It may be a few days early to write about Thanksgiving, however, it is never too early to give thanks. Look around you, there is someone standing there that would appreciate a word of thanks. The clerk at the store, the postal worker, the bank teller, the pastor; these are but a few individuals you may consider and I am sure there are numerous others in your world. Seeing a smile on another person’s face will bring a smile to your own.

But consider this, do we really understand the significance of this word? Breaking it down, we know what the word, “Thanks”, means. “A word of appreciation for something received or for an act of kindness”. It is an expression of gratitude. But when we offer the phrase, “Thank you” is it merely perfunctory? Does it come with sincerity or is it just another word in our vocabulary? Much of the communication that takes place in our society today is thoughtless repetitive phrases without authenticity. For example, one might say to another, “How are you?” or, “How have you been?” never really wanting to know the answer. We have no time for the answer. So the obligatory words fall from our mouth, without forethought.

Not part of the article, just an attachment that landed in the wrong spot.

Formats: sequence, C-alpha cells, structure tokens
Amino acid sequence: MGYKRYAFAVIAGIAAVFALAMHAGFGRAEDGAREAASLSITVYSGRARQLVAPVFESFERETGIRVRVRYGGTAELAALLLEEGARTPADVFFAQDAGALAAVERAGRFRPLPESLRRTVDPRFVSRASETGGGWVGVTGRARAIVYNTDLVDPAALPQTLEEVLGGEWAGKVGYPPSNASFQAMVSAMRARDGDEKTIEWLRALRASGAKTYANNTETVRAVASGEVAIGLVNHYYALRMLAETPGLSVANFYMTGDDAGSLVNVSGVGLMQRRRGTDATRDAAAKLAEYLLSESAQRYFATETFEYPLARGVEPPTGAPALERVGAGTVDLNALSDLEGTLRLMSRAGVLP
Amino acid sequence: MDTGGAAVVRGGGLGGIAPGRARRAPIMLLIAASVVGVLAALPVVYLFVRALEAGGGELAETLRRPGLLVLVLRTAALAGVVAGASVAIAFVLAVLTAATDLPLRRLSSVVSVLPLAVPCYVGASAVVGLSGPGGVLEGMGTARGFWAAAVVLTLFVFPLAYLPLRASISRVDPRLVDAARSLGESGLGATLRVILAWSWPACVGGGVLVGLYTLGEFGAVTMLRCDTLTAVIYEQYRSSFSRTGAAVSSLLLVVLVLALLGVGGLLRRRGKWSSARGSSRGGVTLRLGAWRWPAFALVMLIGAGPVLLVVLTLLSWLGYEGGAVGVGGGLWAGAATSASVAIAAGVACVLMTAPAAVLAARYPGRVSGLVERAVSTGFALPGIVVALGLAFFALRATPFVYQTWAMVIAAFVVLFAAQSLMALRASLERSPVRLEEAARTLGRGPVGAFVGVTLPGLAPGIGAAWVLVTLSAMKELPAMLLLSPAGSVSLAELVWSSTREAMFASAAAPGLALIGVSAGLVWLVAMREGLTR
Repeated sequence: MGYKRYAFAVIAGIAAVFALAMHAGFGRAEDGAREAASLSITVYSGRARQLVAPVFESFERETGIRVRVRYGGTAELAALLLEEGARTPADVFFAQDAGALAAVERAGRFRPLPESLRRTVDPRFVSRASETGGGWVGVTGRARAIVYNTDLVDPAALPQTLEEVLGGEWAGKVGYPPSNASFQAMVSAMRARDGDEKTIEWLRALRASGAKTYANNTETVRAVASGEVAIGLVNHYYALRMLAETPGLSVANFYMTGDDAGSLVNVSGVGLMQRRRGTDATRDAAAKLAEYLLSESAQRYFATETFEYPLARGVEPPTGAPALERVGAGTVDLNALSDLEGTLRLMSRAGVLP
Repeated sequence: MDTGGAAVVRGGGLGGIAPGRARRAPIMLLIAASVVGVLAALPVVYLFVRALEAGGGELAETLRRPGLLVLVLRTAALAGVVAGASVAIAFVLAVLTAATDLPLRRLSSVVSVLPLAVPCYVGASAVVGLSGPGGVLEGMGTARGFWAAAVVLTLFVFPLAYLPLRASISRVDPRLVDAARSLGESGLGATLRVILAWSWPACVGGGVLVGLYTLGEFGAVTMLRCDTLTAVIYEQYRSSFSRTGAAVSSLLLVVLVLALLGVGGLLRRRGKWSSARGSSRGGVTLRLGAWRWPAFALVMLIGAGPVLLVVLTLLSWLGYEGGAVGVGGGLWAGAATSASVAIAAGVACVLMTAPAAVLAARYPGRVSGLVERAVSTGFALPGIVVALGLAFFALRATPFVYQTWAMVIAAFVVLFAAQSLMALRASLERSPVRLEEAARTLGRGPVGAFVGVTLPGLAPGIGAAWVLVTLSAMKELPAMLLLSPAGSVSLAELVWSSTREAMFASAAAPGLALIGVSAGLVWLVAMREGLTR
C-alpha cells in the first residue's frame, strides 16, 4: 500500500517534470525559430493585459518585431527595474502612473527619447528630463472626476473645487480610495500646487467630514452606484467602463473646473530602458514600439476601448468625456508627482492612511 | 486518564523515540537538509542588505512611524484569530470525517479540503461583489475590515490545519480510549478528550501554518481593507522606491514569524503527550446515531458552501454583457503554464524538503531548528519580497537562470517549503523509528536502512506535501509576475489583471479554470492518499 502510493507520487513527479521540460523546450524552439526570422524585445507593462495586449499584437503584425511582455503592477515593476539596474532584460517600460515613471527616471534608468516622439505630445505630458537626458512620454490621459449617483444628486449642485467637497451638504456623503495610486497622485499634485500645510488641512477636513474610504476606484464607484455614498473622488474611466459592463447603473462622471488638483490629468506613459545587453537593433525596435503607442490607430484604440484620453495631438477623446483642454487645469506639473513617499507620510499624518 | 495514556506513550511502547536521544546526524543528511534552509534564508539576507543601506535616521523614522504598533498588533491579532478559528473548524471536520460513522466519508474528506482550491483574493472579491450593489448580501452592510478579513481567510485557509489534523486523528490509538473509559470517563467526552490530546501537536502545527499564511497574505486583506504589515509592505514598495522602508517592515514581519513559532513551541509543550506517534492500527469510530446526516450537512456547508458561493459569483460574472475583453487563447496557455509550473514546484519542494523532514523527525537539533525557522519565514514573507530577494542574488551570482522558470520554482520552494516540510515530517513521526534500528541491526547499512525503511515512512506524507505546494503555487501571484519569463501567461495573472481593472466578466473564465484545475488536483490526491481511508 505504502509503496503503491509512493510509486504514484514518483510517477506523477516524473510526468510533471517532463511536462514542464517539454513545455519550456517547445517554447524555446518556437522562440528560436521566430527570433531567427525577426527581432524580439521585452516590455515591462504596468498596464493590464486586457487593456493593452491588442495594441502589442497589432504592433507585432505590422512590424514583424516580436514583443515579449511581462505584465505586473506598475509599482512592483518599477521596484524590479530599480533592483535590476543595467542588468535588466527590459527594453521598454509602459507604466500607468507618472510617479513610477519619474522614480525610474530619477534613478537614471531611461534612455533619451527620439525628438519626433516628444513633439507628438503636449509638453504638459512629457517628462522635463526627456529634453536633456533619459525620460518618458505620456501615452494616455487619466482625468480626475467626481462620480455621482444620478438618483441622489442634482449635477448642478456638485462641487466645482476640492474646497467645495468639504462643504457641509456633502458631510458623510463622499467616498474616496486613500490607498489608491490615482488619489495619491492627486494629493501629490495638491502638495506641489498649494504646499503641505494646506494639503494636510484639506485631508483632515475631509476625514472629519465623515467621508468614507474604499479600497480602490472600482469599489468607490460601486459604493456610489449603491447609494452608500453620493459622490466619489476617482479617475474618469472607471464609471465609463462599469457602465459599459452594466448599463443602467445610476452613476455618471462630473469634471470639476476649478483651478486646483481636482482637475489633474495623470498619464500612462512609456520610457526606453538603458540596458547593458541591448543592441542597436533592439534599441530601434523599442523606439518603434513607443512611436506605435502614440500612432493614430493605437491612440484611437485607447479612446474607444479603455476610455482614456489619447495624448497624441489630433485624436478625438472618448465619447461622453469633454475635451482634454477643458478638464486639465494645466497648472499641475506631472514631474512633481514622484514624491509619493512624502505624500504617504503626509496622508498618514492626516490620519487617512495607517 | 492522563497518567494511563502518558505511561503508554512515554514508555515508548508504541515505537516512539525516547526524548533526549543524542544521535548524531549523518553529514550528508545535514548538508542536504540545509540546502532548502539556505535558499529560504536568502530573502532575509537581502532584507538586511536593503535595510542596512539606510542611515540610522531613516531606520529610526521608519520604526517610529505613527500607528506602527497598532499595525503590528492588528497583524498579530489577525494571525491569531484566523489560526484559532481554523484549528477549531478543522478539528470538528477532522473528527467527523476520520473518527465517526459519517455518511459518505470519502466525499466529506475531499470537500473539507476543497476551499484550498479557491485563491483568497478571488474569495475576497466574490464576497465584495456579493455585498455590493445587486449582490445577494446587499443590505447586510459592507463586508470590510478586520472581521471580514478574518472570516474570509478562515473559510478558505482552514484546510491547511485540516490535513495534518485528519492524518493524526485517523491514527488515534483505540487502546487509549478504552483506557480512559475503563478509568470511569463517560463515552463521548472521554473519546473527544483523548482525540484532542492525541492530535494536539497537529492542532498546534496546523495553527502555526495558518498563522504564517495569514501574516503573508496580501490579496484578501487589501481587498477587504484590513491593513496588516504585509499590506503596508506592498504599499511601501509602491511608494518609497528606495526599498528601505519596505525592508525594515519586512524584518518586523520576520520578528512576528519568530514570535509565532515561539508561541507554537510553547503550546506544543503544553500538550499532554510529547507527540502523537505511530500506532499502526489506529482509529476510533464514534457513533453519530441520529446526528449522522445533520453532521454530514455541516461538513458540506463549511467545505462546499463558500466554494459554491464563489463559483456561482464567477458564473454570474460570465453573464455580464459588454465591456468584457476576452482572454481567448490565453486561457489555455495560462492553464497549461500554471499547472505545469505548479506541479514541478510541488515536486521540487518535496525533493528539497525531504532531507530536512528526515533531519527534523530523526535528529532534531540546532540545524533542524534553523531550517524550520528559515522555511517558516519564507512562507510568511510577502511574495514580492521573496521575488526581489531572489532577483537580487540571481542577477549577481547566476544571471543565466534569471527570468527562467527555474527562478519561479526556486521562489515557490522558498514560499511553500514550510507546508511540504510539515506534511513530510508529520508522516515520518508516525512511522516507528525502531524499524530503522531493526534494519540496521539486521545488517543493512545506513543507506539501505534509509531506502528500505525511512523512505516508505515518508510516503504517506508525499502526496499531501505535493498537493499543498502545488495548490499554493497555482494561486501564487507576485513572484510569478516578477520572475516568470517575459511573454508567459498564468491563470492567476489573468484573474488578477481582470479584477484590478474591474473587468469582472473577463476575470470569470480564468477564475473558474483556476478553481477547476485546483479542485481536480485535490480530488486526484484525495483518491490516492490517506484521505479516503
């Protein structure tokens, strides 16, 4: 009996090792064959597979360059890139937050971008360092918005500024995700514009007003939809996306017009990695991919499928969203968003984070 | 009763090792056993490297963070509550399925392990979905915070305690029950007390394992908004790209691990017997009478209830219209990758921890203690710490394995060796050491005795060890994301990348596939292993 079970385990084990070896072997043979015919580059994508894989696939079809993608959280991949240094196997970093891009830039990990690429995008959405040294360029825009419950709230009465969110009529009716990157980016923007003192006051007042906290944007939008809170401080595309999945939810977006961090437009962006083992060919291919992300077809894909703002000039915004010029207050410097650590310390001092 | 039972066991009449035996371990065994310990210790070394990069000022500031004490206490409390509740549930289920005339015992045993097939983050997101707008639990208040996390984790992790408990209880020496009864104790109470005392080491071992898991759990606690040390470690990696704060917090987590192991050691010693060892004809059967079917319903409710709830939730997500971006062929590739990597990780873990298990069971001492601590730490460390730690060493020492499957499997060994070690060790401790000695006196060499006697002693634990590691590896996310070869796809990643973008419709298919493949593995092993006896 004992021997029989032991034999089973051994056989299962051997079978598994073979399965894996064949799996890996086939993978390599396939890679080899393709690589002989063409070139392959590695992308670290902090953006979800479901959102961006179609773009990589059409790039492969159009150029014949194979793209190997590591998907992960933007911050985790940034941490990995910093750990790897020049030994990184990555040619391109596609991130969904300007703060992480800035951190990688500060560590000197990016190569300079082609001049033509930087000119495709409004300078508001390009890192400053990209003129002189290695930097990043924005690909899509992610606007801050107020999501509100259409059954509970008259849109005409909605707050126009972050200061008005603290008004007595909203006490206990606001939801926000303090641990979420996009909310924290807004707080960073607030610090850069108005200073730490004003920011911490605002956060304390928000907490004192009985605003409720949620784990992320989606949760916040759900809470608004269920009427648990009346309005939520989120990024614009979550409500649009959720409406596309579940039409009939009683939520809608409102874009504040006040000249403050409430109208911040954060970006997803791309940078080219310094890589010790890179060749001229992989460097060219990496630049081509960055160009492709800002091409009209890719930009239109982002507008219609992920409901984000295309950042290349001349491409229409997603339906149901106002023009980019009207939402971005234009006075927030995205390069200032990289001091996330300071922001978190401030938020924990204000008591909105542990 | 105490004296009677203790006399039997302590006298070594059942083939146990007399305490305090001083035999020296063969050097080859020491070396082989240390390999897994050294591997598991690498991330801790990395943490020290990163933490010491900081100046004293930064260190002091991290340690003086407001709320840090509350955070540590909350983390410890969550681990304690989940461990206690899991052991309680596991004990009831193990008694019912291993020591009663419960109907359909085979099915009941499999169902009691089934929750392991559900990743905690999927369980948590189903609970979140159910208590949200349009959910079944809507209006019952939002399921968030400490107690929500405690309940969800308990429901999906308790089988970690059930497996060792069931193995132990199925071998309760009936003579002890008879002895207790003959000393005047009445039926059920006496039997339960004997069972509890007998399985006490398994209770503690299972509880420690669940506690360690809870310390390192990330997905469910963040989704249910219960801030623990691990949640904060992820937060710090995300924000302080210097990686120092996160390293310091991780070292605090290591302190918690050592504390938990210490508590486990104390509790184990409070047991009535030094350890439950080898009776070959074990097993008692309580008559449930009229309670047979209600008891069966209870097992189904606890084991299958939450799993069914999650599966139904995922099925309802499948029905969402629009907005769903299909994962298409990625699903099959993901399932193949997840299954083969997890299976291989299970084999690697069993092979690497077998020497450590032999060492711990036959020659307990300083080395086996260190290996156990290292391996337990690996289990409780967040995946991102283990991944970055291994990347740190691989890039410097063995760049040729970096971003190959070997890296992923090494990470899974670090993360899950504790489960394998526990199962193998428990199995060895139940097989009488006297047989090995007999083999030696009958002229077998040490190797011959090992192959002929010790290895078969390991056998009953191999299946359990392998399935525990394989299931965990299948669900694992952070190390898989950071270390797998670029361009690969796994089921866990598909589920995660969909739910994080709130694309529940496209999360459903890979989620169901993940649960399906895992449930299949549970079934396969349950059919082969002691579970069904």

“Giving”, is also a word for which we know the meaning, i.e., to make a gift of material value or perhaps that act of kindness we spoke of earlier. This is a bit different, however, in that giving is usually done with forethought. It is a rare occasion if a gift is given without first thinking of the one to whom it is intended. “Thanks” and “Giving” are combined to form not just a word, but also, an act of expression. However, it seems to me to be more fitting to say, “Thanks, for giving.”
Continuing this “Thanksgiving” soliloquy, I sorted through a few additional thoughts. You will notice the first letter is a letter of the alphabet.

The Alphabet of Thanks

Thanks, for giving…

Apples, I love apple pies,
Babies, for the twinkling in their eyes,
Car horns, to sound a warning noise,
Dogs, for fetching sticks and squeaky toys.

Thanks, for giving…

Elbows to bend and wash my face,
Fathers, for showing children grace
Golf, a senseless sport that doth confound,
Hamsters, for making little wheels go round.

Thanks, for giving…

Ice cream, the special homemade kind,
Jello, a spineless gel that quivers the mind,
Kindergarten, for learning all I ever need,